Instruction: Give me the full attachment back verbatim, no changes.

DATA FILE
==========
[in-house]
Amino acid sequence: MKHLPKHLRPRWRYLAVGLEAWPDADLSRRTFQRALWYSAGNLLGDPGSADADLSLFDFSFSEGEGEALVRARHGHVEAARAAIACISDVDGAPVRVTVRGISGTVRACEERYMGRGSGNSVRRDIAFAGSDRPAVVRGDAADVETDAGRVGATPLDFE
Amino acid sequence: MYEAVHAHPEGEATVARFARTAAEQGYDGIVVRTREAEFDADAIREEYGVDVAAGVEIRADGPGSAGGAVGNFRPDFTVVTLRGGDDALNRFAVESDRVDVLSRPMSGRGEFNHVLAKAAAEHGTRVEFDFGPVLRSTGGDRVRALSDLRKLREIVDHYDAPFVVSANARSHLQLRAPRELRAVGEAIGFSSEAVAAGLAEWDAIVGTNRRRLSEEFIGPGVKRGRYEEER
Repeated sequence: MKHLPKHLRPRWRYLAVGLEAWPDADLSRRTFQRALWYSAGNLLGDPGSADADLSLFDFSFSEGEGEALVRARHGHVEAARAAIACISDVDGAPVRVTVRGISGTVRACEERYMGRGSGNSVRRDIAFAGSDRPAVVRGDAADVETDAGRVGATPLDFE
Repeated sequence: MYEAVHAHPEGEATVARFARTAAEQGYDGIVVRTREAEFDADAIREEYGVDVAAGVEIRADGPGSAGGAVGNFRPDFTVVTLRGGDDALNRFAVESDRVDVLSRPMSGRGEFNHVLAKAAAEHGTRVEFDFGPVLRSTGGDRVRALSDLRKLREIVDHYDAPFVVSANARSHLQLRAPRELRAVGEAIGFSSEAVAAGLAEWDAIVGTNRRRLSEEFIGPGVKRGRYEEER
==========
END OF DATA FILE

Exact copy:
[in-house]
Amino acid sequence: MKHLPKHLRPRWRYLAVGLEAWPDADLSRRTFQRALWYSAGNLLGDPGSADADLSLFDFSFSEGEGEALVRARHGHVEAARAAIACISDVDGAPVRVTVRGISGTVRACEERYMGRGSGNSVRRDIAFAGSDRPAVVRGDAADVETDAGRVGATPLDFE
Amino acid sequence: MYEAVHAHPEGEATVARFARTAAEQGYDGIVVRTREAEFDADAIREEYGVDVAAGVEIRADGPGSAGGAVGNFRPDFTVVTLRGGDDALNRFAVESDRVDVLSRPMSGRGEFNHVLAKAAAEHGTRVEFDFGPVLRSTGGDRVRALSDLRKLREIVDHYDAPFVVSANARSHLQLRAPRELRAVGEAIGFSSEAVAAGLAEWDAIVGTNRRRLSEEFIGPGVKRGRYEEER
Repeated sequence: MKHLPKHLRPRWRYLAVGLEAWPDADLSRRTFQRALWYSAGNLLGDPGSADADLSLFDFSFSEGEGEALVRARHGHVEAARAAIACISDVDGAPVRVTVRGISGTVRACEERYMGRGSGNSVRRDIAFAGSDRPAVVRGDAADVETDAGRVGATPLDFE
Repeated sequence: MYEAVHAHPEGEATVARFARTAAEQGYDGIVVRTREAEFDADAIREEYGVDVAAGVEIRADGPGSAGGAVGNFRPDFTVVTLRGGDDALNRFAVESDRVDVLSRPMSGRGEFNHVLAKAAAEHGTRVEFDFGPVLRSTGGDRVRALSDLRKLREIVDHYDAPFVVSANARSHLQLRAPRELRAVGEAIGFSSEAVAAGLAEWDAIVGTNRRRLSEEFIGPGVKRGRYEEER